The Test is Over: Is the School Year, Too?

Actual words spoken by a third grader in my class on Monday as we began math:

“We don’t need to do math anymore. The test is over.”

Let’s take a step back and realize what this means. A 9-year old already has it in his mind that the only point of school is to take a test. Therefore, all learning and work that occurs in school can only be important if it comes before a test and/or appears on a test. That means that school ends when the tests end, and now, with over 30 days left, I am no longer a teacher, but a babysitter.

I am struggling at present to find any more damning indictment of the testing fervor that, with impossibly strong hands has choked the life out of education for an entire generation and is methodically killing off the joys of learning from more and more kids’ lives each day. From day one of the school year, kids are ingrained to believe that nothing matters more than the test.

With much math still to cover, the challenge now is to motivate the kids to do it by keeping it interesting. When working through organized list word problems today, we started by figuring out all the possible orders in which one could use the playground. The kids also found spontaneous joy in noticing – of their own volition – multiplication arrays around the room.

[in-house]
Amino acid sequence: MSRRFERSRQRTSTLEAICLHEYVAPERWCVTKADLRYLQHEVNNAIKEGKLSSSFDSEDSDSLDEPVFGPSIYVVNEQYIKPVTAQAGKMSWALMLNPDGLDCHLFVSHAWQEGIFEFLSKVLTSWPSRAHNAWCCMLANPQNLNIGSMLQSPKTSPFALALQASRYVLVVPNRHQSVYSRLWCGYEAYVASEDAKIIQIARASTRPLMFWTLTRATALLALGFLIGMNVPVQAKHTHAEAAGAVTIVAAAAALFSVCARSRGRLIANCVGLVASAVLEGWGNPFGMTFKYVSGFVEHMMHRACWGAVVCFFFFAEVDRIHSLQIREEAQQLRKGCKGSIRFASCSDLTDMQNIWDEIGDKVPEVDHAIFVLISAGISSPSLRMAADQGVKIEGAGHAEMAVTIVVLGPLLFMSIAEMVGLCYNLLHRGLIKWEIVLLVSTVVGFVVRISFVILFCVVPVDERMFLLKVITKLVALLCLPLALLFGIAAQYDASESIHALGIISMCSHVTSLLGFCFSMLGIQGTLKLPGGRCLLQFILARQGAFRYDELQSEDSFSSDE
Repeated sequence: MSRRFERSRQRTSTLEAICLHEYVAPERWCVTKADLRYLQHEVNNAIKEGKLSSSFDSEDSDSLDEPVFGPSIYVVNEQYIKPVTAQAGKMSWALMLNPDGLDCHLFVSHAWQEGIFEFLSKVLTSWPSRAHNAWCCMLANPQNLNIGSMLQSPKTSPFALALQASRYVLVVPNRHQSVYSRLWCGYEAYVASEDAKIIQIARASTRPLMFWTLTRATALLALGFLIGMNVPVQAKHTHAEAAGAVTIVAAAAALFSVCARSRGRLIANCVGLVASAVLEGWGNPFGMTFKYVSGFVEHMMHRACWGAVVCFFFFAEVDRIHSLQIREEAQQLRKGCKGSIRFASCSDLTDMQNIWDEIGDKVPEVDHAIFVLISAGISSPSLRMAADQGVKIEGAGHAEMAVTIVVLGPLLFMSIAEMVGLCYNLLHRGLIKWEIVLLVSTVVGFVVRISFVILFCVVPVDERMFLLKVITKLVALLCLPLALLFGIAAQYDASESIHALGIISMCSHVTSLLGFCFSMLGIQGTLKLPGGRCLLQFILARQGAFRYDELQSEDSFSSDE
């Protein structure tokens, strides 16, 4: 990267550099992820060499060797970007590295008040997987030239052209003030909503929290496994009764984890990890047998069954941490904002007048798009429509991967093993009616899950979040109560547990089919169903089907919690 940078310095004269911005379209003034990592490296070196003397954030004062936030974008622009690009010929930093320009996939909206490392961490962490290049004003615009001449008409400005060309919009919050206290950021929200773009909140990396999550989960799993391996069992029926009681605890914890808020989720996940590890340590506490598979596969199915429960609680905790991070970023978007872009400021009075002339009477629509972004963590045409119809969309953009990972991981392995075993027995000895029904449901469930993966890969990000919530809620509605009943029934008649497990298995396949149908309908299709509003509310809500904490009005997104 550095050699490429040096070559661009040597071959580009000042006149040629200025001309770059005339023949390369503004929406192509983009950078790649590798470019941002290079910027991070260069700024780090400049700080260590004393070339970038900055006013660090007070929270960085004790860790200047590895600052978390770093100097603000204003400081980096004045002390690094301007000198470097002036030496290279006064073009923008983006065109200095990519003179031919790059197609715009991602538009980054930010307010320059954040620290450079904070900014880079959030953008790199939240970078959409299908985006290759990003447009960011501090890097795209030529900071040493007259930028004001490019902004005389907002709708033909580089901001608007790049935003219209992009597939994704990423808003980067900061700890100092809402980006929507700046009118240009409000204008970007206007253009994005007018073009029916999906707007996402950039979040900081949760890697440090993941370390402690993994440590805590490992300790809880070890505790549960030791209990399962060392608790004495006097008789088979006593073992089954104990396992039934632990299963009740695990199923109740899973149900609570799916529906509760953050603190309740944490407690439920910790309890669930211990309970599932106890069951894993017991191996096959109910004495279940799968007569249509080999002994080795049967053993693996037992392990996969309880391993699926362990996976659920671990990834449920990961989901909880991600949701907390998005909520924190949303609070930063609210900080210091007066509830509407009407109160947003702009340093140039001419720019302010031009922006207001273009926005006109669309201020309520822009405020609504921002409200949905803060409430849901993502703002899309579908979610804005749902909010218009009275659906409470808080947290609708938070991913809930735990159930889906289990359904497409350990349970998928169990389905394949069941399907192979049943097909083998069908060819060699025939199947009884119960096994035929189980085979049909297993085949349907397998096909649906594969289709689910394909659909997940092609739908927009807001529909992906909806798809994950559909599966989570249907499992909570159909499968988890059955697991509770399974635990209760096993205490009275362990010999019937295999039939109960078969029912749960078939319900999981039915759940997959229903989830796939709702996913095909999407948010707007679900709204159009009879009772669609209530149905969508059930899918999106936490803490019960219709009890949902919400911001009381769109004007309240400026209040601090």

I find myself saying nearly everyday, “This isn’t going to be on a test, but it’s an example of how we use math every single day!” It works for some kids, but there are some who just can’t distance themselves from their rigid belief that nothing matters except for the test.

Another example of every child being left behind.


2 responses to “The Test is Over: Is the School Year, Too?

  1. Oh my….I heard the very same thing from an 8th grader on Monday. He came into class and said, “What are we gonna do now? Not anymore reading stuff, right?” I hated to break it to him that we were indeed going to keep on reading. He was equally disappointed when I told him he had to go to math class next and do more math!

  2. Pingback: Remainders: A parent coordinator calls for parent accountability | GothamSchools

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